Considering urbanism to be a ‘critical spatial practice’, architectural historian Jane Rendell offers a method called ‘site-writing’, whereby the importance of the academic text is questioned within urban knowledge production. She suggests ‘writing sites’ and not ‘about’ sites, as a counterforce to the intrinsic quality of conveying meaning about places by writing. As such, artistic ways are explored as reactions to the urban that – while making sites – admit to and address a ‘situatedness of criticism’ and challenge accepted ways of producing knowledge. In Hacking London’s Demolition Decisions, researcher Kate Crawford and others set up a collaboration among engineers, university researchers and activist community groups in order to scrutinize scientific findings that serve as a base for technocratic decisionmaking about the demolition or refurbishment of social housing. Through their intervention, they show the relevance of knowledge sharing between university researchers and community groups to help determine results within urban regeneration projects. Another method applied is the undercover journalism by photographer Henrietta Williams during the Olympic games in London; through her active engagement as a security guard within one of the largest security companies in the world (G4S), she is able to reveal the corporate approach of the company that conveys an ‘impression of safety’ rather than really delivering it.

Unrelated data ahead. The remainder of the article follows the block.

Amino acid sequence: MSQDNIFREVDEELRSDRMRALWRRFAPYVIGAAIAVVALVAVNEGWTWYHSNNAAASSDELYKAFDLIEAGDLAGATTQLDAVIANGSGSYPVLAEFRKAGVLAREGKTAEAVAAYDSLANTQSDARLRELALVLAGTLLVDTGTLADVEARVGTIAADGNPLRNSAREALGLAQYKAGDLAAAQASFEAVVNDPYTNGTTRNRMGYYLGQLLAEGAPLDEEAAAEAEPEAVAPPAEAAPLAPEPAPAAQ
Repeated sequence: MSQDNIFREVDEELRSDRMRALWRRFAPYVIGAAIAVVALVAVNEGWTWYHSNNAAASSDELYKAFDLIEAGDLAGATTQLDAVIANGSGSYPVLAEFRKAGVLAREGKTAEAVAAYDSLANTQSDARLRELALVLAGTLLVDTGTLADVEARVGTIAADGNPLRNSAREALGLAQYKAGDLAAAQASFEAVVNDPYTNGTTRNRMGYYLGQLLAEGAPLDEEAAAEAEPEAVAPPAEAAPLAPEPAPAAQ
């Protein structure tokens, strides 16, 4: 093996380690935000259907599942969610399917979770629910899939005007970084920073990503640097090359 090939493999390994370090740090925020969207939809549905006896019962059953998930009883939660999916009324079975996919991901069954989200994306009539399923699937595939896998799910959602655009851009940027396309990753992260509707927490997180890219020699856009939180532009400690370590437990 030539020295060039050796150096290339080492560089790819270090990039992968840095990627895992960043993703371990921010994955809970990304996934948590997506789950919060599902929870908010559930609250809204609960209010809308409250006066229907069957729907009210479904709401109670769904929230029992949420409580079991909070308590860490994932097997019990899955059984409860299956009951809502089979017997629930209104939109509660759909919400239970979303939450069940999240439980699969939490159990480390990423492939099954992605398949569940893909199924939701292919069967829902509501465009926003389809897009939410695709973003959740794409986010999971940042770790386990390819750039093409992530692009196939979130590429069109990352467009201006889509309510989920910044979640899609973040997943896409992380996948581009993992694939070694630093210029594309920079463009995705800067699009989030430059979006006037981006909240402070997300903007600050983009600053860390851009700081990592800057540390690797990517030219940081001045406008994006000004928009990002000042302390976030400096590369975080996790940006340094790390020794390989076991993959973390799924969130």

In social sciences, photographs have become an increasingly important analytical tool for the use of urban imageries. Engaging with visual culture theorist William J. Mitchell’s (2005) question, ‘what do pictures want?’, the publication responds to a rising number of academic work on the relevance of visual methodologies such as Rose (2016) and Pink (2001). Researcher Andrew Stevenson gives his research participants the freedom to choose the methodological tools they want to use to describe and depict their experiences when arriving for the first time in Manchester. Within this collaborator-led ethnography, Stevenson has to acquiesce in adjusting to proposed mobile and multisensory engagements that can take different forms than photographs. Researcher Wes Aelbrecht, on the other hand, departs from an iconic image shot by Mildred Mead in 1950s’ Chicago. She shows that depictions on urban decay can help facilitate a discourse on urban renewal and help to construct citizens’ social imaginary. With one single house left standing in the barren field in front of the newly built IIT campus, Mead’s stark image not only challenges citizens’ perceptions on policies about urban renewal but also altered the approach of urban policy makers to ask for future involvement of neighbourhood owners, tenants and business concerns. As such, photographs serve as the mediatization of “utopian and dystopian messages of redevelopment” (p.157) for policymakers and alike.